E. coli taught to produce biofuels




E. coli taught to produce biofuels


Scientists from the University of Exeter with the Shell oil company found a way to make a normal bacterium E. coli (or enterohemorrhagic bacteria, or simply E. coli) to produce biofuels, which can be refilled with cars, trucks cars and even airplanes.

Up until now, biofuels produced from the chain hydrocarbon compounds of irregular shape and size. This allowed the most modern internal combustion engines it to “digest”. This fuel does work, but the engines are based on it are usually obtained ineffective and wear out very quickly.

For the use of biofuels as the main alternative to fossil fuel engines need to specifically upgrade, or the fuel itself must undergo further complicated stages of processing, so that it eventually turned more suitable for these purposes.


John Love, a leading specialist research

To circumvent this requirement, scientists from the University of Exeter, led by John Lava took genes camphor tree, blue-green algae and put them together with a chain of DNA of Escherichia coli. When the resulting “modified” the bacterium E. coli were fed glucose, enzymes produced by it processed sugars into fatty acids and then to hydrocarbons, which, by their structural and chemical composition have turned out the same as that found in traditional commercial fuel.

“We are biologically able to reproduce the fuel, which produce and sell energy companies” – says Love.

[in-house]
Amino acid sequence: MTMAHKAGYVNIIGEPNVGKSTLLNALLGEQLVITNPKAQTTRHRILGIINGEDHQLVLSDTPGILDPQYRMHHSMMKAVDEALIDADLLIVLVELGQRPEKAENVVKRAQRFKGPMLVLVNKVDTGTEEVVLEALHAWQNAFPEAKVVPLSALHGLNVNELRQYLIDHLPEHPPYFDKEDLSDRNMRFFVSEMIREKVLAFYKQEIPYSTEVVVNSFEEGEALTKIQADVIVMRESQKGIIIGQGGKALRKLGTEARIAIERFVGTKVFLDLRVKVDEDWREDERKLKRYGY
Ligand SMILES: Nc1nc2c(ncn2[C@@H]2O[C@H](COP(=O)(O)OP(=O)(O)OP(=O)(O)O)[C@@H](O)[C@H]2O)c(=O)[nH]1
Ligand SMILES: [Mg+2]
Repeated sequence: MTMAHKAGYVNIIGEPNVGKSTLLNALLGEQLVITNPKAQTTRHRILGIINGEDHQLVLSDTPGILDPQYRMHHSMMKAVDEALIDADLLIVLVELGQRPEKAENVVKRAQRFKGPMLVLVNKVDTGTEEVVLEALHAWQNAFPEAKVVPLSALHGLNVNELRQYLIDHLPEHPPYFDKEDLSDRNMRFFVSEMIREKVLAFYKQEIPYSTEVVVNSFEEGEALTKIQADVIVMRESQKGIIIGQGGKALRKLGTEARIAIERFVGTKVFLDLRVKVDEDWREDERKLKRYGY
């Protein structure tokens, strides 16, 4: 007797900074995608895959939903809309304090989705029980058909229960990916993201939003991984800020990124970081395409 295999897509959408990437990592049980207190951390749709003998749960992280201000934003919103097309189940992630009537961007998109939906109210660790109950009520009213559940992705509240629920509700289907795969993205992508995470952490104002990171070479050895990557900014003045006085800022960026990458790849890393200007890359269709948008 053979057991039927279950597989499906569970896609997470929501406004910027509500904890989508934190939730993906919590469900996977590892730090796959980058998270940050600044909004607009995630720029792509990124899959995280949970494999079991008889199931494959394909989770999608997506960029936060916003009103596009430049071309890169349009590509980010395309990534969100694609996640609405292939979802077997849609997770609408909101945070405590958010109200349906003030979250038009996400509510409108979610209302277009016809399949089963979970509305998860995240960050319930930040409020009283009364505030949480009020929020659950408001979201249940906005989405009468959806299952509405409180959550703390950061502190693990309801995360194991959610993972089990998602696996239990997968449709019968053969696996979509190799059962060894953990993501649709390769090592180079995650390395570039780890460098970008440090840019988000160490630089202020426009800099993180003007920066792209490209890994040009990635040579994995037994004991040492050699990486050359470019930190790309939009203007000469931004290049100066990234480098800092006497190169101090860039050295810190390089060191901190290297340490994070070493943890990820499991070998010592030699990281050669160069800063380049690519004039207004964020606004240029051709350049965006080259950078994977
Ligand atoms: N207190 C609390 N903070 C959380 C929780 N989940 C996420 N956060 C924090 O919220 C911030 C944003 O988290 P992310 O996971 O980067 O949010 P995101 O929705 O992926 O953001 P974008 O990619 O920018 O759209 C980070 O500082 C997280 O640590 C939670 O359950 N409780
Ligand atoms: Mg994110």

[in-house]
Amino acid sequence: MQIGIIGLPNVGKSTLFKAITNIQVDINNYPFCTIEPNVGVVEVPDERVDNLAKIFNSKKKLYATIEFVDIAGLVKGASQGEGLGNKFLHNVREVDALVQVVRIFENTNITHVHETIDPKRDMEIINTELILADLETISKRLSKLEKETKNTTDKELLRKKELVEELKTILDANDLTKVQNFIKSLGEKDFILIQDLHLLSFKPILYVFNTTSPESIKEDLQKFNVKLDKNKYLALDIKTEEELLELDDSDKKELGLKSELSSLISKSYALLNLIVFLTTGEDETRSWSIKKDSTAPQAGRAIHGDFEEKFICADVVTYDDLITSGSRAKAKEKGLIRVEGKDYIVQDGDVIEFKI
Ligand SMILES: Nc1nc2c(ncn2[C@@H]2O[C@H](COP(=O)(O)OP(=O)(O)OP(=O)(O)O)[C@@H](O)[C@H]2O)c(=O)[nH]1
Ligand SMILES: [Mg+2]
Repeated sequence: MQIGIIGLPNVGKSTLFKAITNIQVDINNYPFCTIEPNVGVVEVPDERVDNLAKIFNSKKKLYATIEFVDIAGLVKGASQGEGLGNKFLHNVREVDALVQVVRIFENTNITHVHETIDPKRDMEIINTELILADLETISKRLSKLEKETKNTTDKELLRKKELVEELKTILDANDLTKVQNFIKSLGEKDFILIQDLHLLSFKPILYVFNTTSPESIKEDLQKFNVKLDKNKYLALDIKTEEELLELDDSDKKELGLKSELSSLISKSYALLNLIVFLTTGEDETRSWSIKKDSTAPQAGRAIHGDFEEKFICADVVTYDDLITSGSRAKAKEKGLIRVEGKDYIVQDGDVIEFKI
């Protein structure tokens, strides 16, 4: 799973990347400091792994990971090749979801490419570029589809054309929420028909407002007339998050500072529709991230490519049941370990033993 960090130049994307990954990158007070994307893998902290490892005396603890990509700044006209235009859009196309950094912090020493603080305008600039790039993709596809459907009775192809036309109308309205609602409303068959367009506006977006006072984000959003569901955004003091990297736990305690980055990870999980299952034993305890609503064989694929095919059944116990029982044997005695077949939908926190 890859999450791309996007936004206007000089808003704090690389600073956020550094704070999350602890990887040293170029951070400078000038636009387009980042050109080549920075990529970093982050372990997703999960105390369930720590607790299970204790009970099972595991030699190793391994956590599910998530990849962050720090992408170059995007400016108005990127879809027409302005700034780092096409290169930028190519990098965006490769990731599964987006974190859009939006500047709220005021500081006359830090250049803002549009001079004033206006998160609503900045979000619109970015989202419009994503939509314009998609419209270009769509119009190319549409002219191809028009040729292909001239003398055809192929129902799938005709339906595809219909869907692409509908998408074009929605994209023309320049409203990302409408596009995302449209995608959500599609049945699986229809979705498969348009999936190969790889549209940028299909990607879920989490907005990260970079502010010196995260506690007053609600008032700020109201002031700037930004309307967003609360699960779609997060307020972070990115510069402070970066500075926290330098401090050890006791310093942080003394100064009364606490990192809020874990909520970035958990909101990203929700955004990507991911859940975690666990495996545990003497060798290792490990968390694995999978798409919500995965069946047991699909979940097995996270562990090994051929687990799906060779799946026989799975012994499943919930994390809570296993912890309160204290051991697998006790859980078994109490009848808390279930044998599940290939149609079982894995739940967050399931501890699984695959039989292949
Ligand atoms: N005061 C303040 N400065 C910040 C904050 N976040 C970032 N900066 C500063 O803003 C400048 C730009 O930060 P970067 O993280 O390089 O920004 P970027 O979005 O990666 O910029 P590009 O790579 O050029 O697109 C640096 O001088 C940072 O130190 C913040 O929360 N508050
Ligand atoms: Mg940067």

Currently, a team of scientists thinks about how to increase the scale required for mass production of hydrocarbon.

Scientists fed E. coli glucose vegetable production, but Love believes that, due to the subsequent experiments on an industrial scale bacterium can be processed to make fuel and hay and manure. This means that for the production of biofuels will not need to use additional territory to seed feedstock, which would otherwise be used for food crops sowing.

Professor Paul Freemont, of Imperial College London loved this discovery. The scientist spoke in support of the fact that this approach will allow in the future to produce not only biofuels but also be able to open the doors to its basis it was possible to create materials such as plastics, solvents and detergents, which are usually made from recycled oil.

The research work is partially funded by the University of Exeter scientific division of energy company Shell.
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Tags: Bacteria .



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